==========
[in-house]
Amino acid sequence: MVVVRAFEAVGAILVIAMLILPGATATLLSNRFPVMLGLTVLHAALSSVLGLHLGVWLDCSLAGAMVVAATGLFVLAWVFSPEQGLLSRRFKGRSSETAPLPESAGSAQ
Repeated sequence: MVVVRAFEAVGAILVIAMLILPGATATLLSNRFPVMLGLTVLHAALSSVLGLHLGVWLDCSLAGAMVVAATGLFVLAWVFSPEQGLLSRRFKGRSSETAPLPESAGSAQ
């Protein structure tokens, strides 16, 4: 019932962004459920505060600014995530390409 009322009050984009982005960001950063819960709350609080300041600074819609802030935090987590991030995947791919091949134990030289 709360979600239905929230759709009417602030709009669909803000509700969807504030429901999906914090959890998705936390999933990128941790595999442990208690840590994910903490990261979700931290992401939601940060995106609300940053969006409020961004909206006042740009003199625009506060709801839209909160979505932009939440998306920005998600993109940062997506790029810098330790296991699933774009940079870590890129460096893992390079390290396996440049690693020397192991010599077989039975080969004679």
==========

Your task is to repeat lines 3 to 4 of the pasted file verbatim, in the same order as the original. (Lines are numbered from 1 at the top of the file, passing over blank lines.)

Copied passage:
Repeated sequence: MVVVRAFEAVGAILVIAMLILPGATATLLSNRFPVMLGLTVLHAALSSVLGLHLGVWLDCSLAGAMVVAATGLFVLAWVFSPEQGLLSRRFKGRSSETAPLPESAGSAQ
């Protein structure tokens, strides 16, 4: 019932962004459920505060600014995530390409 009322009050984009982005960001950063819960709350609080300041600074819609802030935090987590991030995947791919091949134990030289 709360979600239905929230759709009417602030709009669909803000509700969807504030429901999906914090959890998705936390999933990128941790595999442990208690840590994910903490990261979700931290992401939601940060995106609300940053969006409020961004909206006042740009003199625009506060709801839209909160979505932009939440998306920005998600993109940062997506790029810098330790296991699933774009940079870590890129460096893992390079390290396996440049690693020397192991010599077989039975080969004679």